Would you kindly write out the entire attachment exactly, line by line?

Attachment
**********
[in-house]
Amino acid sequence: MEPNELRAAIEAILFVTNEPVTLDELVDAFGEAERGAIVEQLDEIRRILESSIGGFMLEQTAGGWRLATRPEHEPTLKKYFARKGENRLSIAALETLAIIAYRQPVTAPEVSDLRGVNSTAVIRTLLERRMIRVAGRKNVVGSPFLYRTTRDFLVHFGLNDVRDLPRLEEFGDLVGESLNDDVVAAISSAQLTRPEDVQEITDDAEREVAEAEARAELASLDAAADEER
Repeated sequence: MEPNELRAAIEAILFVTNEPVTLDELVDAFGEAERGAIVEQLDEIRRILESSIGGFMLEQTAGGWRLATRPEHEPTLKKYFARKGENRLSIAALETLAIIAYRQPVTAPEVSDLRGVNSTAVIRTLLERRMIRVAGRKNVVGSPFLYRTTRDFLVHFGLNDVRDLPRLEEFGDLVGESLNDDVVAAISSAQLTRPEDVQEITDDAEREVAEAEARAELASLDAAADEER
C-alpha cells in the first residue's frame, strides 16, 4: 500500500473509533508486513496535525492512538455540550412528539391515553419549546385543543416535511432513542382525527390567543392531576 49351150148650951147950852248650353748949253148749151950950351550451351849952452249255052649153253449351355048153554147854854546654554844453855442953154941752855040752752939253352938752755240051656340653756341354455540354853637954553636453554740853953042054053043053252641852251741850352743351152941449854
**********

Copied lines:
[in-house]
Amino acid sequence: MEPNELRAAIEAILFVTNEPVTLDELVDAFGEAERGAIVEQLDEIRRILESSIGGFMLEQTAGGWRLATRPEHEPTLKKYFARKGENRLSIAALETLAIIAYRQPVTAPEVSDLRGVNSTAVIRTLLERRMIRVAGRKNVVGSPFLYRTTRDFLVHFGLNDVRDLPRLEEFGDLVGESLNDDVVAAISSAQLTRPEDVQEITDDAEREVAEAEARAELASLDAAADEER
Repeated sequence: MEPNELRAAIEAILFVTNEPVTLDELVDAFGEAERGAIVEQLDEIRRILESSIGGFMLEQTAGGWRLATRPEHEPTLKKYFARKGENRLSIAALETLAIIAYRQPVTAPEVSDLRGVNSTAVIRTLLERRMIRVAGRKNVVGSPFLYRTTRDFLVHFGLNDVRDLPRLEEFGDLVGESLNDDVVAAISSAQLTRPEDVQEITDDAEREVAEAEARAELASLDAAADEER
C-alpha cells in the first residue's frame, strides 16, 4: 500500500473509533508486513496535525492512538455540550412528539391515553419549546385543543416535511432513542382525527390567543392531576 49351150148650951147950852248650353748949253148749151950950351550451351849952452249255052649153253449351355048153554147854854546654554844453855442953154941752855040752752939253352938752755240051656340653756341354455540354853637954553636453554740853953042054053043053252641852251741850352743351152941449854